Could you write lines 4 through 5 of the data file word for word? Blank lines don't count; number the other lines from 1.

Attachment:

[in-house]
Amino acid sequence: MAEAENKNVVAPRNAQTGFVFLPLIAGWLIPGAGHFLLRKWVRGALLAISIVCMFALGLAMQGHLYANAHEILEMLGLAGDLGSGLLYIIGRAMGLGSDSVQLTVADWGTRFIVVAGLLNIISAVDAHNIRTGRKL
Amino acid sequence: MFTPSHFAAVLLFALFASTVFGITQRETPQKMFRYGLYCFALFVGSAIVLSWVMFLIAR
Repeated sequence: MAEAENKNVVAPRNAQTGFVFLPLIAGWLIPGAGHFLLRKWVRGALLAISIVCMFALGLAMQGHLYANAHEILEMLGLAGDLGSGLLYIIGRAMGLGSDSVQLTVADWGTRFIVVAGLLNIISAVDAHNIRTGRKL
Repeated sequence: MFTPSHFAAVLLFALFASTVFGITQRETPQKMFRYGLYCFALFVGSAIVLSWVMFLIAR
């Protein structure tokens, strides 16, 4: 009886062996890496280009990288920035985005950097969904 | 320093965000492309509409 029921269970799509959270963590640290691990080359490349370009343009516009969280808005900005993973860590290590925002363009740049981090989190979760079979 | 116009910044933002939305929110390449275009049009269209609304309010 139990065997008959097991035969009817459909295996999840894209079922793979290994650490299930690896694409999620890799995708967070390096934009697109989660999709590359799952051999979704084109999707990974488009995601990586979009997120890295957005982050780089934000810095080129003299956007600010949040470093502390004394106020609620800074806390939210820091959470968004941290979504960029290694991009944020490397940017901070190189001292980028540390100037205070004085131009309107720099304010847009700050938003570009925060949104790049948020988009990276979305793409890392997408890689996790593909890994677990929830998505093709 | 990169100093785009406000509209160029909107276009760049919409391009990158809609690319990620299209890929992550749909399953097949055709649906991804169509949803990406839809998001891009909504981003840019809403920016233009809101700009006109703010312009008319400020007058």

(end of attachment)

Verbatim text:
Repeated sequence: MAEAENKNVVAPRNAQTGFVFLPLIAGWLIPGAGHFLLRKWVRGALLAISIVCMFALGLAMQGHLYANAHEILEMLGLAGDLGSGLLYIIGRAMGLGSDSVQLTVADWGTRFIVVAGLLNIISAVDAHNIRTGRKL
Repeated sequence: MFTPSHFAAVLLFALFASTVFGITQRETPQKMFRYGLYCFALFVGSAIVLSWVMFLIAR